“Overkill” is another term that applies to Operation Safedrive, meaning the use of excessive force (a nuclear land mine would be a military example). For our purposes, overkill is defined as using many more employees than would probably be needed. Employees are needed to direct traffic, check turn signals and lights, hand mechanics fluids, record inspection results, inflate tires, wash windshields, spell each other on breaks, and many other duties.
About 20 employees are required to handle a flow of 200 cars per hour, so UGA uses 30 employees, just to be on the safe side. These extra bodies have proven very valuable when unforeseen circumstances develop.
Little’s Law is another logistical principle that applies to Operation Safedrive (it’s also a very powerful planning tool for the parking industry). The long-term average number of customers in a stable system L is equal to the long-term average effective arrival rate, λ, multiplied by the average time a customer spends in the system, W; or expressed algebraically: L = λW. Also algebraically, W = L/λ. So, if the customer spends 15 minutes (.25 hour) going through the inspection (W), and the arrival rate of vehicles is 200 per hour (λ), then the number of cars in the inspection lines will be 50 (L). Little’s Law is very useful for planning our staging areas, and for planning “what if” scenarios.
Finally, “never overestimate your allies” is an important military principle we apply to Safedrive. It is essential to find the most reputable mechanics available. UGA uses a combination of mechanics from University Campus Transit and Five Star Automotive, a local, long-standing, highly respected, family-run business. “My car is good to go? Great!” said a grateful young woman at one of our events. “Where I usually take the car, the mechanic always seems to find something wrong that costs me money,” she said.
Bells and Whistles
Operation Safedrive has become a popular and appreciated program at UGA. A byproduct of Safedrive is positive publicity that enforces the image that UGA Parking Services is a caring, helpful, and concerned organization (it’s really true!). Safedrive events always find a prominent place in local newspapers and campus press.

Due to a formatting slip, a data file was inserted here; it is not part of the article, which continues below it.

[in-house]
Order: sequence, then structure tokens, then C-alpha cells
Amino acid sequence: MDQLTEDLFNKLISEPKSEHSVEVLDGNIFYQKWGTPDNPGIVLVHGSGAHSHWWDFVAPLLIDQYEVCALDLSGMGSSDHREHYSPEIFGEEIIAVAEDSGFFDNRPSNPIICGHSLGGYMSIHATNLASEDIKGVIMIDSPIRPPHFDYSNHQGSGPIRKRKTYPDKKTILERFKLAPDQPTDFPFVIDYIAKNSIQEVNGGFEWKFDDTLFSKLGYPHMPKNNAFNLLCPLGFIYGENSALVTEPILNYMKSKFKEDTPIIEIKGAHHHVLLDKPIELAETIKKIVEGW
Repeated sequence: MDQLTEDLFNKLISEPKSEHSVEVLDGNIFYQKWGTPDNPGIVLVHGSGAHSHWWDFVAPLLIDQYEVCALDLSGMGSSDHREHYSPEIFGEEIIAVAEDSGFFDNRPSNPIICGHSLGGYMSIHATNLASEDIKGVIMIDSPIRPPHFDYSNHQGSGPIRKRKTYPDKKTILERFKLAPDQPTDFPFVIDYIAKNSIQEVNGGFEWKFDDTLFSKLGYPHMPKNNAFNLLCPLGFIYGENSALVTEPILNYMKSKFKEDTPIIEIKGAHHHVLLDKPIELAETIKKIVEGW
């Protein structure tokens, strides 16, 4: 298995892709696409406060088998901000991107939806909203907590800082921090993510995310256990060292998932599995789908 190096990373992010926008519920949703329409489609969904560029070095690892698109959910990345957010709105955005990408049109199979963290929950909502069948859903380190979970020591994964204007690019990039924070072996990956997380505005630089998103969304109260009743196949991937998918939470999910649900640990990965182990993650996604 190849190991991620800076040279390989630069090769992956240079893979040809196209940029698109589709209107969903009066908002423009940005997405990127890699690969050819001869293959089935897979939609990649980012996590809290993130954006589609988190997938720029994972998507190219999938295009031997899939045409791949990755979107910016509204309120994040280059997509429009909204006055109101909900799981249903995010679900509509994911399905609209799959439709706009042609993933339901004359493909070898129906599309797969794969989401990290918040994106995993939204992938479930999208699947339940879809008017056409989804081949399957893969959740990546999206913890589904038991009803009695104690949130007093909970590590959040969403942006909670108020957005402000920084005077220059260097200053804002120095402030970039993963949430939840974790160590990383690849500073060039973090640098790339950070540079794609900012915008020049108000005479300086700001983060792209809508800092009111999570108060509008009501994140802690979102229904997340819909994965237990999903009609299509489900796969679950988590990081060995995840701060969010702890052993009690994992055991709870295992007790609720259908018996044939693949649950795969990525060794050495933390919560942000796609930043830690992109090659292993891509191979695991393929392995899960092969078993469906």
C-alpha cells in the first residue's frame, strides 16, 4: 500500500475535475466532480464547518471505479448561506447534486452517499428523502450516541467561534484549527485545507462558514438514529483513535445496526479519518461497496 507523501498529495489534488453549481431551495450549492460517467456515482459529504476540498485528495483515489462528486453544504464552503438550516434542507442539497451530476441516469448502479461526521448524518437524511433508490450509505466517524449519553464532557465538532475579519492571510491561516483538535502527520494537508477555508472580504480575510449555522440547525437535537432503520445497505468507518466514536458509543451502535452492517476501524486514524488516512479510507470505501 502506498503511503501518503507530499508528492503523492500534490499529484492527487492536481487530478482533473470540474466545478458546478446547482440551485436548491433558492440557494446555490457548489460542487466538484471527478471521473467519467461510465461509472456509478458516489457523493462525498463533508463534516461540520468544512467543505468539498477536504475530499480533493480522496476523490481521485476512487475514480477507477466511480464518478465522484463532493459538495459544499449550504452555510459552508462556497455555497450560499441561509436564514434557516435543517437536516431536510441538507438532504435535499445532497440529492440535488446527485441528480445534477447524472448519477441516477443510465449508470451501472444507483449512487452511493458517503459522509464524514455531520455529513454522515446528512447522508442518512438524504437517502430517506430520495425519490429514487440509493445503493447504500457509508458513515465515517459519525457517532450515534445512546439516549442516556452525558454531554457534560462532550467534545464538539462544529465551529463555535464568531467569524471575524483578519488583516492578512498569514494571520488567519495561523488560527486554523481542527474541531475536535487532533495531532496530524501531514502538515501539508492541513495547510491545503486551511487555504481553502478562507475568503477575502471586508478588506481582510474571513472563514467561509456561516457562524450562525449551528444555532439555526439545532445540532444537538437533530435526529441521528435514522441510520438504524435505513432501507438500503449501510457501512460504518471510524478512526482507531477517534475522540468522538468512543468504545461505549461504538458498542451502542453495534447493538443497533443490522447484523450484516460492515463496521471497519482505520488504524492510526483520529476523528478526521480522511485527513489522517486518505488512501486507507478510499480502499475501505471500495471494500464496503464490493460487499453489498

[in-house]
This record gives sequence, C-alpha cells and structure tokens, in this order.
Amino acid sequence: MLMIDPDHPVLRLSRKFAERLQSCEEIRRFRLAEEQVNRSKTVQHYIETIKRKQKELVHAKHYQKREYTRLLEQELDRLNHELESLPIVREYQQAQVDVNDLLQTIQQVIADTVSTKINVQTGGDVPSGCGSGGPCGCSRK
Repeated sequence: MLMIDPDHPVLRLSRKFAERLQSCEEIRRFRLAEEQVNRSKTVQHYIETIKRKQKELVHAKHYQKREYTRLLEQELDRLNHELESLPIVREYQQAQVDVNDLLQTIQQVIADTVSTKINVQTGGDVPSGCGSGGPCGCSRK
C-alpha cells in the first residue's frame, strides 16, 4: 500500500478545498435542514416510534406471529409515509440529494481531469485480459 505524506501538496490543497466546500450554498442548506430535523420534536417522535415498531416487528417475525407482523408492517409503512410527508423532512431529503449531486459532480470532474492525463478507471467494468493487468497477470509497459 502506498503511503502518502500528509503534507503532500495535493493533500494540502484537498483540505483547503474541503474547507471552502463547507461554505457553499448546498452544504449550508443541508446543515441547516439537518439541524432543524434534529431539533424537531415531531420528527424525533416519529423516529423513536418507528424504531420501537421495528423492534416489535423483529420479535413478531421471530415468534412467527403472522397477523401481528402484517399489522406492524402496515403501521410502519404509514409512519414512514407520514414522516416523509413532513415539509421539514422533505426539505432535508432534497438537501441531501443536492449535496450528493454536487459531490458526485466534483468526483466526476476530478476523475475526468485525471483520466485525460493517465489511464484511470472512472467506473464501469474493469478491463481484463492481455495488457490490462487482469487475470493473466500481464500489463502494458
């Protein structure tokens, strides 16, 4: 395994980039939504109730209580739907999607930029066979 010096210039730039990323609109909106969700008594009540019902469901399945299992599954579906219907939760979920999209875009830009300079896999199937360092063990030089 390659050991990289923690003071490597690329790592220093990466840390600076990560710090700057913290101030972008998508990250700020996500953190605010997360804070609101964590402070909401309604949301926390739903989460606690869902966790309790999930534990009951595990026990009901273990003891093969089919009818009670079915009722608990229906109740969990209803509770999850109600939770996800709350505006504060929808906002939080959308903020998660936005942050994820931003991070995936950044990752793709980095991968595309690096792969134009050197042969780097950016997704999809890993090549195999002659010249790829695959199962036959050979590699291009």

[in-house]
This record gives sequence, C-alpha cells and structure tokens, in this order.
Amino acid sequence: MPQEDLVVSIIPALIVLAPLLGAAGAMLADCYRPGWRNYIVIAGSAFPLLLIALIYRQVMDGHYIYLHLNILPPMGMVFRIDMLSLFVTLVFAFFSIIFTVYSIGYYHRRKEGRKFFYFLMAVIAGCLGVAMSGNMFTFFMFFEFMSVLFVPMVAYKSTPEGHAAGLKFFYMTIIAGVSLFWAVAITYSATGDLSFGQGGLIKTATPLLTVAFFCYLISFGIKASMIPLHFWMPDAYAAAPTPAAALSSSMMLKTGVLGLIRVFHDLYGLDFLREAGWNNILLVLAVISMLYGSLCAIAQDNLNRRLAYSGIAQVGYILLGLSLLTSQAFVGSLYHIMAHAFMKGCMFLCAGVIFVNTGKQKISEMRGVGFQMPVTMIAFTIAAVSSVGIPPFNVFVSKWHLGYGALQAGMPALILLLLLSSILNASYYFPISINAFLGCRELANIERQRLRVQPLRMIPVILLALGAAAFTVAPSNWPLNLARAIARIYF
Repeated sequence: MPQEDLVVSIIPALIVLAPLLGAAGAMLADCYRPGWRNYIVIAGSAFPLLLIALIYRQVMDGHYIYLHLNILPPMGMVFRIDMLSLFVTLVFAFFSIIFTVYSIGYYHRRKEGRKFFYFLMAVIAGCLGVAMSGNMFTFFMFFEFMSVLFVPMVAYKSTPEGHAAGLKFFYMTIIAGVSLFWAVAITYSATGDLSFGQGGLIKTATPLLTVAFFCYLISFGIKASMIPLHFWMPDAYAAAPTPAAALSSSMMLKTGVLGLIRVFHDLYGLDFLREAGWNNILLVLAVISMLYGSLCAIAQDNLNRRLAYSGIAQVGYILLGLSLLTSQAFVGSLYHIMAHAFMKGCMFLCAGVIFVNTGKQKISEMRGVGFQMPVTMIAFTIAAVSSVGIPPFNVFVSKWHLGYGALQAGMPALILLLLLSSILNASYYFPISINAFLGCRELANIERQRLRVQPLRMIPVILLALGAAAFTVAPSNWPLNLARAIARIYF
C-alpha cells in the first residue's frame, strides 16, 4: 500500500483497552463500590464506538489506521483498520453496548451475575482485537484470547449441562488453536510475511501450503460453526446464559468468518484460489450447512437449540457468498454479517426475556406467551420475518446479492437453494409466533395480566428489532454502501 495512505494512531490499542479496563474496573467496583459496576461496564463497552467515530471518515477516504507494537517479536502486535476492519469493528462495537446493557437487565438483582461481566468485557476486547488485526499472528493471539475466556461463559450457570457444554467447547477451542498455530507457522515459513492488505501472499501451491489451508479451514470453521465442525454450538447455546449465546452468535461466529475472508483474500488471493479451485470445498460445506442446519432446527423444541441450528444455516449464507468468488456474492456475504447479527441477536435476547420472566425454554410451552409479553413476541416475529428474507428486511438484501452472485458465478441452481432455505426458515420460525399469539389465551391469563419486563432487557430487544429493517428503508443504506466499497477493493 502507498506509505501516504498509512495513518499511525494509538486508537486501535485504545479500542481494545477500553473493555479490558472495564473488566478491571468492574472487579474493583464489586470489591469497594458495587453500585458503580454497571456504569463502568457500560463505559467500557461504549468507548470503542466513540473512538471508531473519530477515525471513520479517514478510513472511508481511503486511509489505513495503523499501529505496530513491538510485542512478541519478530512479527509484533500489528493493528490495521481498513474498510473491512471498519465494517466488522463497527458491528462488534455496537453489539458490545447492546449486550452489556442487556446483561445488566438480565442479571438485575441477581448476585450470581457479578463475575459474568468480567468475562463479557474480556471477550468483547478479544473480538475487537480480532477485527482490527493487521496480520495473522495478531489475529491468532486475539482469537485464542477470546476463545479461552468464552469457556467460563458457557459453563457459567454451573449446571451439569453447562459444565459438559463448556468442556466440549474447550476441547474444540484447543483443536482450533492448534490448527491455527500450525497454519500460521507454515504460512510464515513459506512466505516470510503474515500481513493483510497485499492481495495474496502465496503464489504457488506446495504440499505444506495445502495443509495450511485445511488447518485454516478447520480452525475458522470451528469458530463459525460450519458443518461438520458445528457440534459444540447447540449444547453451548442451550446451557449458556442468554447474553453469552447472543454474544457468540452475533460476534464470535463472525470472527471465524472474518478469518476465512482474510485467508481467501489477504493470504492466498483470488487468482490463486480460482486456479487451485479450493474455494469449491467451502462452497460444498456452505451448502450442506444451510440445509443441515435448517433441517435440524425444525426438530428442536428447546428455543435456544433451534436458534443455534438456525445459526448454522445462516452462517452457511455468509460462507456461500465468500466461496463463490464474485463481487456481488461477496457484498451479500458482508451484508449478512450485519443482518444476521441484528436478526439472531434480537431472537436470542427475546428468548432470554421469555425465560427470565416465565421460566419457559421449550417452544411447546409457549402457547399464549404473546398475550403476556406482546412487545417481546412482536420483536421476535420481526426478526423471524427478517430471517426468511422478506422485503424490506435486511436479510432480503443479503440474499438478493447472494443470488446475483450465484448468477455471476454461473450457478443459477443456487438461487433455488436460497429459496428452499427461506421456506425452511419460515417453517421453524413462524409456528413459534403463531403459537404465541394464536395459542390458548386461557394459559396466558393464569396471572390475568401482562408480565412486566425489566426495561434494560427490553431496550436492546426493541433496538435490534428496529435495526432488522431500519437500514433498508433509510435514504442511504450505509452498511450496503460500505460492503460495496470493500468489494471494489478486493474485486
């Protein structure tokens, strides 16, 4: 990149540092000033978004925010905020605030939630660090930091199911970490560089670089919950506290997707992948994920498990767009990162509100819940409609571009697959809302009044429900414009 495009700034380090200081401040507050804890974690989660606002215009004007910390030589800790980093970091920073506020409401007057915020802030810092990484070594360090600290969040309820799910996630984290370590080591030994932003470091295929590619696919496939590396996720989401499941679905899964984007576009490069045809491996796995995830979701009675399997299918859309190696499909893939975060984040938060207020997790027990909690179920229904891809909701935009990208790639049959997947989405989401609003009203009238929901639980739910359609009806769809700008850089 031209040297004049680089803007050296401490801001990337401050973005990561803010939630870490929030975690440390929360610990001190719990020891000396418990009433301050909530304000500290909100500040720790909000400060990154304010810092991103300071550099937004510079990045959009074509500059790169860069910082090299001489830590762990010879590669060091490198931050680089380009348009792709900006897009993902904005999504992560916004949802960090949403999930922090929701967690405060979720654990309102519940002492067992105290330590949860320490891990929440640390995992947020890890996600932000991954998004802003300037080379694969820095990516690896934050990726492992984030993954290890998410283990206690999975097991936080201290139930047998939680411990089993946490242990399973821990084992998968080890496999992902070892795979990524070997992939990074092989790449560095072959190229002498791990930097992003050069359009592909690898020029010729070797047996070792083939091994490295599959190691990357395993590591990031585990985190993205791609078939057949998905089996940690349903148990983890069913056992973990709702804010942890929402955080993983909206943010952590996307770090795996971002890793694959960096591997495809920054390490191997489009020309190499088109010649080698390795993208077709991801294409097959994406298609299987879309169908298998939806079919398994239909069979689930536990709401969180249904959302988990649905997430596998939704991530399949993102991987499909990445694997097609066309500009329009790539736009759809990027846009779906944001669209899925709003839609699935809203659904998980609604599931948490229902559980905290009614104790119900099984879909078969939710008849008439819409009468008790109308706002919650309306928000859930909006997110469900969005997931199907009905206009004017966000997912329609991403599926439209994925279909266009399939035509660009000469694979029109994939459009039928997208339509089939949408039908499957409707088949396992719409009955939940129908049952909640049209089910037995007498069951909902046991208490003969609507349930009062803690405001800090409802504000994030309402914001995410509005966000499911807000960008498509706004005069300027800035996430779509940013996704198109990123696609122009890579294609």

Parents appreciate that the university cares for their children and is concerned for their safety. As one parent puts it, “If Parking Services is so caring and concerned, just think how well the rest of the university is going to treat my child.”
Safedrive has become so prized and valuable an event that other organizations want to be a part of it. UGA Food Services provides each Safedrive participant with a coupon for a free Chick-Fil-A chicken sandwich or biscuit at the restaurant’s campus location. The UGA Bookstore provides free giveaways that have included UGA logo car floor mats and license plate holders. Local businesses give away free car washes and other lagniappes. And the UGA Office of Sustainability provides free bicycle safety inspections (conducted by reputable bike shop owners) in conjunction with Safedrive. “It’s mostly routine stuff,” said a bike inspector, but like the auto mechanics, the bike inspectors found dangerous problems as well. One bike rider relates, “The more that people ride bikes around town and on campus, the better. The fact that UGA wants bike riders to be safe is important.”
There are tremendous benefits to events such as Safedrive in terms of safety, goodwill, and positive publicity. However, planning and executing a vehicle inspection program is not for the faint of heart. There is a lot that can go wrong. Good planning, decisions, and execution comes from experience. And experience come from bad planning, decisions, and execution. UGA has learned and improved each time it has conducted vehicle safety checks.
Don Walter is department head of the University of Georgia Parking Services Department. He can be reached at firstname.lastname@example.org or 706.542.7303.